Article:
So again, we go back to the idea of separating out, trusted from untrusted.
We're here. It's by using a firewall to do so. The second step, using maybe front in applications or some form of interface, the limit that restriction
personal firewall software being installed on mobile devices or employee owned computers that are allowed to access our network. We're really in a time where many organizations are either considering or implementing what we call B Y o d. Bring your own device.
And we do that to accommodate end users that are more comfortable with one format or another.
But we're also doing is we're opening up ourselves toe having to protect all of these different devices with the different operating systems, the different applications, the different security issues. So what we need to do if there's a system that's not in our physical control at all times,
we need to make sure that we protect that device as much as possible.
Will need security policies in place that dictate what the treatment is of any system that's gonna be allowed on our network. For instance, we might set up network access control
that will only allow access to our network to systems that have current any virus software
or must be up to date systems. You know, that's done through network access. Control is the service, and basically what it does is inspects a system's health before allowing it to join the network, we will have acceptable use policies, will have
computer ownership policies. If you do have a company laptop and take it home, it still belongs to the company will sets the case that needs to be well documented. So still under the goal of having our secure network not using vendor supply defaults. Once again, these defaults are generally set up to be easy to use.
They're not focused on providing security.
So what we have I know one point in time Cisco routers and switches would come with a default password of Cisco. Well, everybody that uses thes devices knows that. And even if you didn't, it's very easy to search for the default settings on the Web.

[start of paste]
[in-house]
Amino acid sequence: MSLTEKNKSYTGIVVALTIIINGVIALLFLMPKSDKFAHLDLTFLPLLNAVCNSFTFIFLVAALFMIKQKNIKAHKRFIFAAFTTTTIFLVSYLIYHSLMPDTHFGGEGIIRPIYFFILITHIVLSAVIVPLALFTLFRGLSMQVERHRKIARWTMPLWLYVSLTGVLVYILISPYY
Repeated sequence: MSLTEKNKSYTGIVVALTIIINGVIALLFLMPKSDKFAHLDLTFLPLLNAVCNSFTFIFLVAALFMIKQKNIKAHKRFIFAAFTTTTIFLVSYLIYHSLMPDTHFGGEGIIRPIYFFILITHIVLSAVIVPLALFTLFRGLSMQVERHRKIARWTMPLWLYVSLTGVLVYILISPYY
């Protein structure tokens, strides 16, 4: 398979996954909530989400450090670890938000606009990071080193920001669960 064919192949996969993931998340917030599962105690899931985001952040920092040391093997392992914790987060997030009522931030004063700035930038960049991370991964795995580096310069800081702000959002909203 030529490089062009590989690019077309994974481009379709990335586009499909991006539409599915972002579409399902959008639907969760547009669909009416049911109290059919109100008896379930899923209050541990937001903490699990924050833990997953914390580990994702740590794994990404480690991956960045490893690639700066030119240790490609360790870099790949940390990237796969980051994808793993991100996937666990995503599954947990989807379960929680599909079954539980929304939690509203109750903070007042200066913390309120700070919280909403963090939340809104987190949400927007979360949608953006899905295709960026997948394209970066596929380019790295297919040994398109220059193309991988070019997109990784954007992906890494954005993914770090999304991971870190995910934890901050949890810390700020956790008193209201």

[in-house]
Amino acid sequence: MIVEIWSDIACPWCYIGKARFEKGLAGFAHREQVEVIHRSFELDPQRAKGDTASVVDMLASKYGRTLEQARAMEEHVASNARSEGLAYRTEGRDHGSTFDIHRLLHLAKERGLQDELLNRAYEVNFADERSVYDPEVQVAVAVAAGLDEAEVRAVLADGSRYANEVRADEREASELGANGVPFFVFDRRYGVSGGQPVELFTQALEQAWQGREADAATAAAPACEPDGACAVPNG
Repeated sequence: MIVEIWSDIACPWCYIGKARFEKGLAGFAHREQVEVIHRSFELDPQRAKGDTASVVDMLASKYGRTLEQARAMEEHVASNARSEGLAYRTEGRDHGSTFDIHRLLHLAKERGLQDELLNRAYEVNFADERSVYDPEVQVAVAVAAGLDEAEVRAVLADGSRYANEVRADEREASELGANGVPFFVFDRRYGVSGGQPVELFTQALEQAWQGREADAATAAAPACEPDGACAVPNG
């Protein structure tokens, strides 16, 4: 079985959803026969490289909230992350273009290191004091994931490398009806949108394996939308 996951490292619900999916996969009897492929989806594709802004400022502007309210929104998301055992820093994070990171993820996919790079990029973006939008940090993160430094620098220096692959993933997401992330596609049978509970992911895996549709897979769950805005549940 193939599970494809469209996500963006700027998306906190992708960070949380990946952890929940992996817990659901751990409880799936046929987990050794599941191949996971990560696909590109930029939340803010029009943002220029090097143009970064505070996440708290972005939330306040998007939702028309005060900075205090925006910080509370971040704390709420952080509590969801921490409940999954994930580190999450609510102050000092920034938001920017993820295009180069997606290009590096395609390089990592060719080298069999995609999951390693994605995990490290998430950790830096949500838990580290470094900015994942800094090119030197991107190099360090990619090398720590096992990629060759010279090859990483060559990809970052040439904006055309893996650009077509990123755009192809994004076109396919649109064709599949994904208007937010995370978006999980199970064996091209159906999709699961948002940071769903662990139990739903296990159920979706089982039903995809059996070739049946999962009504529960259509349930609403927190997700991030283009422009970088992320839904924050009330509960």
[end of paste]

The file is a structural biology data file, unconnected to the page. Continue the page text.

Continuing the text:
Often, administrators don't take that extra time to secure their systems. So also along, of course, with default settings, simple settings that are easy to guess, password or, if you're really a secure network password, one
not good choices. So get away from the default settings. And it's not just passwords and user names. Certain operating systems, by default, create shares. Certain operating systems automatically share out the entire C drive
Well, they have restrictions on who can access that, but still anybody that's ever worked with that operating system
nose, so that might be a point of vulnerability. A certain service's air turned on by default that might be vulnerable. Certain service's air turned off by default. So we want to take those default settings and really examine whether or not they meet our organization. Or the best ways to do that is to create a
for our systems and make sure before any system would connect to our company network that the security baseline is installed and applied. So that security baseline is essentially going to be the basic, most minimum security configuration that's allowable every system on my network
and usually have different baselines for different operating systems, or perhaps for different roles within the environment.
But before system comes onto the network, those baseline settings must be applied. Very comparable are very common configurations for baselines. Removing unnecessary service is making sure the systems air patched on dhe. You know any hot fixes, air available,